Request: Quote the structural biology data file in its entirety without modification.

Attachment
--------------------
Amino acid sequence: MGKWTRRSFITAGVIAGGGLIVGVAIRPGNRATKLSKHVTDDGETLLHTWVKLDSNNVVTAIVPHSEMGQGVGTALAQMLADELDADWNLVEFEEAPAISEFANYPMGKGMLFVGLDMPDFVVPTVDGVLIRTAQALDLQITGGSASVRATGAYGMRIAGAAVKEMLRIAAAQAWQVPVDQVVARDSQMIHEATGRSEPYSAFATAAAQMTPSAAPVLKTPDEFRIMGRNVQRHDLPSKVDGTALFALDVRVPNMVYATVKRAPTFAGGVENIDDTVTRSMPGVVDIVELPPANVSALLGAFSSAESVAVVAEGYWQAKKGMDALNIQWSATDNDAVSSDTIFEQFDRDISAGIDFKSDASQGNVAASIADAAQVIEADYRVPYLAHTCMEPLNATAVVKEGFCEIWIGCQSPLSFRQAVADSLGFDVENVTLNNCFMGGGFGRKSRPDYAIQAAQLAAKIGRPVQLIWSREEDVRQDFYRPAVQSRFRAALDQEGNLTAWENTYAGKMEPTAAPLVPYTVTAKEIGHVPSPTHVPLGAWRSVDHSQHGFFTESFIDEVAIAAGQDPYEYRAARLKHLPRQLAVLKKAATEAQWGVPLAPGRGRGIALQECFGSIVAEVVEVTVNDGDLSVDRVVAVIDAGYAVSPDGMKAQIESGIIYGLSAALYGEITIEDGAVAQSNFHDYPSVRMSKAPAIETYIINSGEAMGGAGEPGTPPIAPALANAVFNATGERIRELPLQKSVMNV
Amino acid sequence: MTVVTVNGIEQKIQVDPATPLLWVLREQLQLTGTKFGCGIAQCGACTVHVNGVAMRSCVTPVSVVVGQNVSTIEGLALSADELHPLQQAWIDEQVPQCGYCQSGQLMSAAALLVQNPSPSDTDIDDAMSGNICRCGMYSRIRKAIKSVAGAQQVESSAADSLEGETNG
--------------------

Amino acid sequence: MGKWTRRSFITAGVIAGGGLIVGVAIRPGNRATKLSKHVTDDGETLLHTWVKLDSNNVVTAIVPHSEMGQGVGTALAQMLADELDADWNLVEFEEAPAISEFANYPMGKGMLFVGLDMPDFVVPTVDGVLIRTAQALDLQITGGSASVRATGAYGMRIAGAAVKEMLRIAAAQAWQVPVDQVVARDSQMIHEATGRSEPYSAFATAAAQMTPSAAPVLKTPDEFRIMGRNVQRHDLPSKVDGTALFALDVRVPNMVYATVKRAPTFAGGVENIDDTVTRSMPGVVDIVELPPANVSALLGAFSSAESVAVVAEGYWQAKKGMDALNIQWSATDNDAVSSDTIFEQFDRDISAGIDFKSDASQGNVAASIADAAQVIEADYRVPYLAHTCMEPLNATAVVKEGFCEIWIGCQSPLSFRQAVADSLGFDVENVTLNNCFMGGGFGRKSRPDYAIQAAQLAAKIGRPVQLIWSREEDVRQDFYRPAVQSRFRAALDQEGNLTAWENTYAGKMEPTAAPLVPYTVTAKEIGHVPSPTHVPLGAWRSVDHSQHGFFTESFIDEVAIAAGQDPYEYRAARLKHLPRQLAVLKKAATEAQWGVPLAPGRGRGIALQECFGSIVAEVVEVTVNDGDLSVDRVVAVIDAGYAVSPDGMKAQIESGIIYGLSAALYGEITIEDGAVAQSNFHDYPSVRMSKAPAIETYIINSGEAMGGAGEPGTPPIAPALANAVFNATGERIRELPLQKSVMNV
Amino acid sequence: MTVVTVNGIEQKIQVDPATPLLWVLREQLQLTGTKFGCGIAQCGACTVHVNGVAMRSCVTPVSVVVGQNVSTIEGLALSADELHPLQQAWIDEQVPQCGYCQSGQLMSAAALLVQNPSPSDTDIDDAMSGNICRCGMYSRIRKAIKSVAGAQQVESSAADSLEGETNG